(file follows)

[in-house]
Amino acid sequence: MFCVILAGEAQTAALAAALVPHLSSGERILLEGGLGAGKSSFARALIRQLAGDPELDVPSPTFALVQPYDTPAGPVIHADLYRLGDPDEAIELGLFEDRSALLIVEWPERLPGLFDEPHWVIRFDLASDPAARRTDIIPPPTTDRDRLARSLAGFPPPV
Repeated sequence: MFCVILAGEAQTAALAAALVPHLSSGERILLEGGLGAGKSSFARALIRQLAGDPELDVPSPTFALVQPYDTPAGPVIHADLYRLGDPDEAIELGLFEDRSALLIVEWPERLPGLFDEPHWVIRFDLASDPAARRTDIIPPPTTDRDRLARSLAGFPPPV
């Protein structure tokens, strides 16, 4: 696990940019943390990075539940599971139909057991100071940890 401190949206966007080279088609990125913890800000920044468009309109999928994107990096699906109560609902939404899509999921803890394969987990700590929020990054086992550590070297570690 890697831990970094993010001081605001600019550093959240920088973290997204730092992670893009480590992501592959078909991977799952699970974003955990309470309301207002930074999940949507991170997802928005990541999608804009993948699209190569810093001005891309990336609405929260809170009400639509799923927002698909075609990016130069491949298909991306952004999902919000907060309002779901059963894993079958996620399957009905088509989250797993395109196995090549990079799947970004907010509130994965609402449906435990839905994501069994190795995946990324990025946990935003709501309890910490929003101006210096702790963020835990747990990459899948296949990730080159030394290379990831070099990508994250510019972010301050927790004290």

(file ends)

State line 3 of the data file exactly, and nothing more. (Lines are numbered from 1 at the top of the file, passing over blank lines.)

Repeated sequence: MFCVILAGEAQTAALAAALVPHLSSGERILLEGGLGAGKSSFARALIRQLAGDPELDVPSPTFALVQPYDTPAGPVIHADLYRLGDPDEAIELGLFEDRSALLIVEWPERLPGLFDEPHWVIRFDLASDPAARRTDIIPPPTTDRDRLARSLAGFPPPV